Their watchword has always been, "Let the brethren of the Christian Church beware!” They have no rule of faith but the Holy Scriptures, and the only test of fellowship agreed upon is Christian character. They believe that the right of private judyment and liberty of conscience in reference to those points of doctrine and practice not considered essential to salvation should be accorded and enjoyed by all; and that therefore all who believe in and love and serve the Lord Jesus Christ ought to be received into the fellowship and communion of the church. They discard the use of such words as “ Trinity,” “Three Persons in One,” in reference to the Father, Son, and Holy Spirit, as illogical and pris. leading, and prefer to use Bible terms instead. They advocate immersion as the proper mode of baptism, but will not refuse an infusionist membership: They believe in the future reward of the righteous and punishment of the: wicked. They hold that the fall of our tirst parents in. Eden involved not only the actual transgressors, but. their posterity, in that they are born in exile from God, i.e., the children of sinful parents; but the church does not teach total depravity, nor that any are damned on account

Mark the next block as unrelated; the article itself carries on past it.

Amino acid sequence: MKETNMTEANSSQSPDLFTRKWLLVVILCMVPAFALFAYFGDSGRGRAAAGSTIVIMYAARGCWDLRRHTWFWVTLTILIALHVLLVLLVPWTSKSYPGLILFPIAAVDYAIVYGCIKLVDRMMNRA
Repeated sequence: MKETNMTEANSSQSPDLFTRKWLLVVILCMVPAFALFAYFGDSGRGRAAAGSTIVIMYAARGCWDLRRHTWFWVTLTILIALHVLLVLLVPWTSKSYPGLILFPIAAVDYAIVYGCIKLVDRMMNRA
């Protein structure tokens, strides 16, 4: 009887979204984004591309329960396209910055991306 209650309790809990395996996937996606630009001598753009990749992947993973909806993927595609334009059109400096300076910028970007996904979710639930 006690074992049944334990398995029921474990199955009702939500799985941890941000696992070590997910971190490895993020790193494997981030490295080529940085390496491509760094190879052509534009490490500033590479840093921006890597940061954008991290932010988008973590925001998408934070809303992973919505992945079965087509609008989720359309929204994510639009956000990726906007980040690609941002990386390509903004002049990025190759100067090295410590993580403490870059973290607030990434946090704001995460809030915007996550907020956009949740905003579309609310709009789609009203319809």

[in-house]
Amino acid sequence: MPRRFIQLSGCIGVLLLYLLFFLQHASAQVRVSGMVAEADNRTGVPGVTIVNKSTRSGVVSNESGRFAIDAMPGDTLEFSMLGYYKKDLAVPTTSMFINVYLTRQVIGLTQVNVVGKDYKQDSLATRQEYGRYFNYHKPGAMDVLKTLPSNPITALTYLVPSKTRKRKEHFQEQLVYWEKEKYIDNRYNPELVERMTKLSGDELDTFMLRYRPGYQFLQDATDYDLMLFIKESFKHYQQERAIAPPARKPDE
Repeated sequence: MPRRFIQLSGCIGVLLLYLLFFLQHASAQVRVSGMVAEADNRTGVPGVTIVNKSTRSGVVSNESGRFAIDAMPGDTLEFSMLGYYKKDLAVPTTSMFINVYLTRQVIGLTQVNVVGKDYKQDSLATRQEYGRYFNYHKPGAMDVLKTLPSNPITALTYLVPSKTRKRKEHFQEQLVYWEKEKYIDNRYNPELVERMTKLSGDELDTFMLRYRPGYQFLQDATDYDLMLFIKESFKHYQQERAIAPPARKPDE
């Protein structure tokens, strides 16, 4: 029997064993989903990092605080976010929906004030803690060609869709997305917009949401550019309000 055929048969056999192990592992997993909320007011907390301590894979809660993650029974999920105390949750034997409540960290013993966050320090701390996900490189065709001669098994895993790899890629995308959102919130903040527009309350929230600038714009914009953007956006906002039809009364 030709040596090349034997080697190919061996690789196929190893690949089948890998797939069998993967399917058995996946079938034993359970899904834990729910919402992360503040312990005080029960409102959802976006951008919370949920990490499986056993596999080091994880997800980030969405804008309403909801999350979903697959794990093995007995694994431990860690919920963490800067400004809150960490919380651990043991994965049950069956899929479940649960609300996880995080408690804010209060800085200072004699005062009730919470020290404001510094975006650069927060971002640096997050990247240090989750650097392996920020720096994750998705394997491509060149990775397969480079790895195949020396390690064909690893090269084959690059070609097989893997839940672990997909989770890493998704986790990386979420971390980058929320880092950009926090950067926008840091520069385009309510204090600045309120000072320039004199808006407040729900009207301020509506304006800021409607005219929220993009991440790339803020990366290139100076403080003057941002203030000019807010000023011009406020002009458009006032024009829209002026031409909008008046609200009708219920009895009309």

CHRISTIANS. of original sin. They do not believe that God elects some, and condemns the rest of mankind; a child m:y bave a sinful heritage, but is not an actual sinner before arriving at the age of accountability. They hold that the Scriptures are inspired and of divine authority; that every man has a right to interpet them for himself; that differences of theological views are not a bar to church fellowship; that there is one God, and that Christ is His divine Son, who pre-existed before he came to earth, and is the Mediaior between God and man, and that His sufferings atone for the sins of all men, who by repentance and faith may be saved; that immersion is the only proper form of baptism, and believers the only proper subjects for that ordinance; that communion at the Lord's table is open to be. lievers of all denominations; that the Holy Ghost is the Spirit of God--that it bears a like relation to God as the spirit of man does to man. Although they have a decided opinion of the Father, Son, and Holy Spirit, they seek to know no more than what is written in the language of the Holy Scriptures. In their early history they were often misrepresented, bui are now regarded as orthodox. They put much stress on the punishment that awaits those who add unto God's word or take therefrom.'